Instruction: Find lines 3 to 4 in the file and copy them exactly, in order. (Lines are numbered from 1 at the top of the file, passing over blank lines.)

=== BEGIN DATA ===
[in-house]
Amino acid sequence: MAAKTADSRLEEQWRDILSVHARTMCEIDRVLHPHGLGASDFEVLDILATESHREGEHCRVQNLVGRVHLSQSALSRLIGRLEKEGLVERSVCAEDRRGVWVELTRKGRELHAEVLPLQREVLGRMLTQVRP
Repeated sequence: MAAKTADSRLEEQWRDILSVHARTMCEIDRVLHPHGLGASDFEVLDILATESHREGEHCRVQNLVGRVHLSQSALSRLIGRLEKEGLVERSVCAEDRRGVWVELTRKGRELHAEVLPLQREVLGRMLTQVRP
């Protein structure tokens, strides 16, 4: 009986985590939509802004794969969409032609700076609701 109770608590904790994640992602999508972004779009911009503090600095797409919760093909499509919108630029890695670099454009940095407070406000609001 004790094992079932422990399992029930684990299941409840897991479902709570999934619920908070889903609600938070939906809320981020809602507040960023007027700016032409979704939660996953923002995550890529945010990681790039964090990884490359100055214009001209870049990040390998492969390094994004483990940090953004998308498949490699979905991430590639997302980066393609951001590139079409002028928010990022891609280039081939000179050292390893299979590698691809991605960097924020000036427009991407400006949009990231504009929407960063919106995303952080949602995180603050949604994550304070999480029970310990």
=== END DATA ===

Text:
Repeated sequence: MAAKTADSRLEEQWRDILSVHARTMCEIDRVLHPHGLGASDFEVLDILATESHREGEHCRVQNLVGRVHLSQSALSRLIGRLEKEGLVERSVCAEDRRGVWVELTRKGRELHAEVLPLQREVLGRMLTQVRP
């Protein structure tokens, strides 16, 4: 009986985590939509802004794969969409032609700076609701 109770608590904790994640992602999508972004779009911009503090600095797409919760093909499509919108630029890695670099454009940095407070406000609001 004790094992079932422990399992029930684990299941409840897991479902709570999934619920908070889903609600938070939906809320981020809602507040960023007027700016032409979704939660996953923002995550890529945010990681790039964090990884490359100055214009001209870049990040390998492969390094994004483990940090953004998308498949490699979905991430590639997302980066393609951001590139079409002028928010990022891609280039081939000179050292390893299979590698691809991605960097924020000036427009991407400006949009990231504009929407960063919106995303952080949602995180603050949604994550304070999480029970310990």